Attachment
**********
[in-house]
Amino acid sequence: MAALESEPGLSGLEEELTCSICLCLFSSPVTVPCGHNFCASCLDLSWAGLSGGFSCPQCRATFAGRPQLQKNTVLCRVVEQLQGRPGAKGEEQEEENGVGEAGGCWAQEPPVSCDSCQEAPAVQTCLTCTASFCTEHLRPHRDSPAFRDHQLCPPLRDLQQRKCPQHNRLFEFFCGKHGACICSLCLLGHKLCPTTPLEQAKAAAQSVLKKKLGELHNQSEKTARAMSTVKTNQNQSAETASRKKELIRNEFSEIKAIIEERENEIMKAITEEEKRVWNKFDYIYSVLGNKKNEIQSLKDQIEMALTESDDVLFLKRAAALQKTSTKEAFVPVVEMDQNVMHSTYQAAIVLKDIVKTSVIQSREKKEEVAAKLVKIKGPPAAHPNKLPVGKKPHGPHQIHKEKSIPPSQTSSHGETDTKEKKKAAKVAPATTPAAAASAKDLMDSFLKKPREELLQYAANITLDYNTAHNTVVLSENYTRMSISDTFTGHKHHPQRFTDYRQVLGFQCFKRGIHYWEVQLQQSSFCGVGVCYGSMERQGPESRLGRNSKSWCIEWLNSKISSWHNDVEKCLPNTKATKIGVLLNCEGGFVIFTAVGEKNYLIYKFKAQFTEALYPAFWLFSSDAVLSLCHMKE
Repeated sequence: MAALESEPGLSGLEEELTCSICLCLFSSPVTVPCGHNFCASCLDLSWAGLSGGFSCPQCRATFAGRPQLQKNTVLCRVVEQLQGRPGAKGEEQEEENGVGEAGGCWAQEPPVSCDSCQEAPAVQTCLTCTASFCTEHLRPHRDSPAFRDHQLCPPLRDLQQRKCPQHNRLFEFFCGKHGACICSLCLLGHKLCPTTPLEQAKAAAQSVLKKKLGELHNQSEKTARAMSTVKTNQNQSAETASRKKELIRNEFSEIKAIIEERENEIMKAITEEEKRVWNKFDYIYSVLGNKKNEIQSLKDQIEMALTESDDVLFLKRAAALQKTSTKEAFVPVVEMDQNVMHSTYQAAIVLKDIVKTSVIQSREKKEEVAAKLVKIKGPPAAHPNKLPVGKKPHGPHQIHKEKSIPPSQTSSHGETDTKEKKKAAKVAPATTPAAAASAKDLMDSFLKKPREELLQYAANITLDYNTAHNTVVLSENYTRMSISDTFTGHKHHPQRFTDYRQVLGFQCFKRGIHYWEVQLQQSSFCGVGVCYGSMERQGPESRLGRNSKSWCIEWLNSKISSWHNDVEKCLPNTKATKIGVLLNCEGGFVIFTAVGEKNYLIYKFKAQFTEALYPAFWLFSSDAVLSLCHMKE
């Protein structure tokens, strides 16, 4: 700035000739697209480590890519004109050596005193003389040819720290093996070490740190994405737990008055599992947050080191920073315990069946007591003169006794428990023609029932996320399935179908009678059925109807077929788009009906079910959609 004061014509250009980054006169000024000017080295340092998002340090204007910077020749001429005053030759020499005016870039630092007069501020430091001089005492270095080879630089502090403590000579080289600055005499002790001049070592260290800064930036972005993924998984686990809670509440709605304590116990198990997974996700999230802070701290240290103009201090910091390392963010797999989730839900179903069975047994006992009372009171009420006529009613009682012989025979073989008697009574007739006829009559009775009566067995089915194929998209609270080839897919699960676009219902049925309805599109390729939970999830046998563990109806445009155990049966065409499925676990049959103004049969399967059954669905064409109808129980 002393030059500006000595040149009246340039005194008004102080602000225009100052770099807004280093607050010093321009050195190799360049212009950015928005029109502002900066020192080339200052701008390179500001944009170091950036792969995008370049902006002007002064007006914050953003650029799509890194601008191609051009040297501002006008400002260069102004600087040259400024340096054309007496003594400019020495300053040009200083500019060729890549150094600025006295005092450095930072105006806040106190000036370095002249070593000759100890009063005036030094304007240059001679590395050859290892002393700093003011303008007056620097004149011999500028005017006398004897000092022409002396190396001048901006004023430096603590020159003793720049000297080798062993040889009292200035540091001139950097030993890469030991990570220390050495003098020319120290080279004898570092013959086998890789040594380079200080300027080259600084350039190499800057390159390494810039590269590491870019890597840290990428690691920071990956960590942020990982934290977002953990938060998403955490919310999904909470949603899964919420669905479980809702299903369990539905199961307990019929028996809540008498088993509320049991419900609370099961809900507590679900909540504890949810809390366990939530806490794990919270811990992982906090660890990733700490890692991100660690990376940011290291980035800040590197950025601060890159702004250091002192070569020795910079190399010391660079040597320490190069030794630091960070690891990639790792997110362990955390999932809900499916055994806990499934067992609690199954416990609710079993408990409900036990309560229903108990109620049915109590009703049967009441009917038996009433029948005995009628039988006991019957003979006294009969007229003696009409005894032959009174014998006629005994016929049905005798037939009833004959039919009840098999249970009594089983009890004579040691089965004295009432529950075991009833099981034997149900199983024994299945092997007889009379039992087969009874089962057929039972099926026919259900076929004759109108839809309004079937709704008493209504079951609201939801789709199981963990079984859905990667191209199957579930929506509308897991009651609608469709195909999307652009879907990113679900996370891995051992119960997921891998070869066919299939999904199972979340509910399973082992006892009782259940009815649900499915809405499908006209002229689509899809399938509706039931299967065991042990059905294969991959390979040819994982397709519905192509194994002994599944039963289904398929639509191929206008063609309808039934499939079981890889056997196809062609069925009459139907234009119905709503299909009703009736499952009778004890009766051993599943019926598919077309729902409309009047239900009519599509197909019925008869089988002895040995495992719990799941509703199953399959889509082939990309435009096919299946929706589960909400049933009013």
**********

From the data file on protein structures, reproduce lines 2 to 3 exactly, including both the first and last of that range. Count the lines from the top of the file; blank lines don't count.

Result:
Amino acid sequence: MAALESEPGLSGLEEELTCSICLCLFSSPVTVPCGHNFCASCLDLSWAGLSGGFSCPQCRATFAGRPQLQKNTVLCRVVEQLQGRPGAKGEEQEEENGVGEAGGCWAQEPPVSCDSCQEAPAVQTCLTCTASFCTEHLRPHRDSPAFRDHQLCPPLRDLQQRKCPQHNRLFEFFCGKHGACICSLCLLGHKLCPTTPLEQAKAAAQSVLKKKLGELHNQSEKTARAMSTVKTNQNQSAETASRKKELIRNEFSEIKAIIEERENEIMKAITEEEKRVWNKFDYIYSVLGNKKNEIQSLKDQIEMALTESDDVLFLKRAAALQKTSTKEAFVPVVEMDQNVMHSTYQAAIVLKDIVKTSVIQSREKKEEVAAKLVKIKGPPAAHPNKLPVGKKPHGPHQIHKEKSIPPSQTSSHGETDTKEKKKAAKVAPATTPAAAASAKDLMDSFLKKPREELLQYAANITLDYNTAHNTVVLSENYTRMSISDTFTGHKHHPQRFTDYRQVLGFQCFKRGIHYWEVQLQQSSFCGVGVCYGSMERQGPESRLGRNSKSWCIEWLNSKISSWHNDVEKCLPNTKATKIGVLLNCEGGFVIFTAVGEKNYLIYKFKAQFTEALYPAFWLFSSDAVLSLCHMKE
Repeated sequence: MAALESEPGLSGLEEELTCSICLCLFSSPVTVPCGHNFCASCLDLSWAGLSGGFSCPQCRATFAGRPQLQKNTVLCRVVEQLQGRPGAKGEEQEEENGVGEAGGCWAQEPPVSCDSCQEAPAVQTCLTCTASFCTEHLRPHRDSPAFRDHQLCPPLRDLQQRKCPQHNRLFEFFCGKHGACICSLCLLGHKLCPTTPLEQAKAAAQSVLKKKLGELHNQSEKTARAMSTVKTNQNQSAETASRKKELIRNEFSEIKAIIEERENEIMKAITEEEKRVWNKFDYIYSVLGNKKNEIQSLKDQIEMALTESDDVLFLKRAAALQKTSTKEAFVPVVEMDQNVMHSTYQAAIVLKDIVKTSVIQSREKKEEVAAKLVKIKGPPAAHPNKLPVGKKPHGPHQIHKEKSIPPSQTSSHGETDTKEKKKAAKVAPATTPAAAASAKDLMDSFLKKPREELLQYAANITLDYNTAHNTVVLSENYTRMSISDTFTGHKHHPQRFTDYRQVLGFQCFKRGIHYWEVQLQQSSFCGVGVCYGSMERQGPESRLGRNSKSWCIEWLNSKISSWHNDVEKCLPNTKATKIGVLLNCEGGFVIFTAVGEKNYLIYKFKAQFTEALYPAFWLFSSDAVLSLCHMKE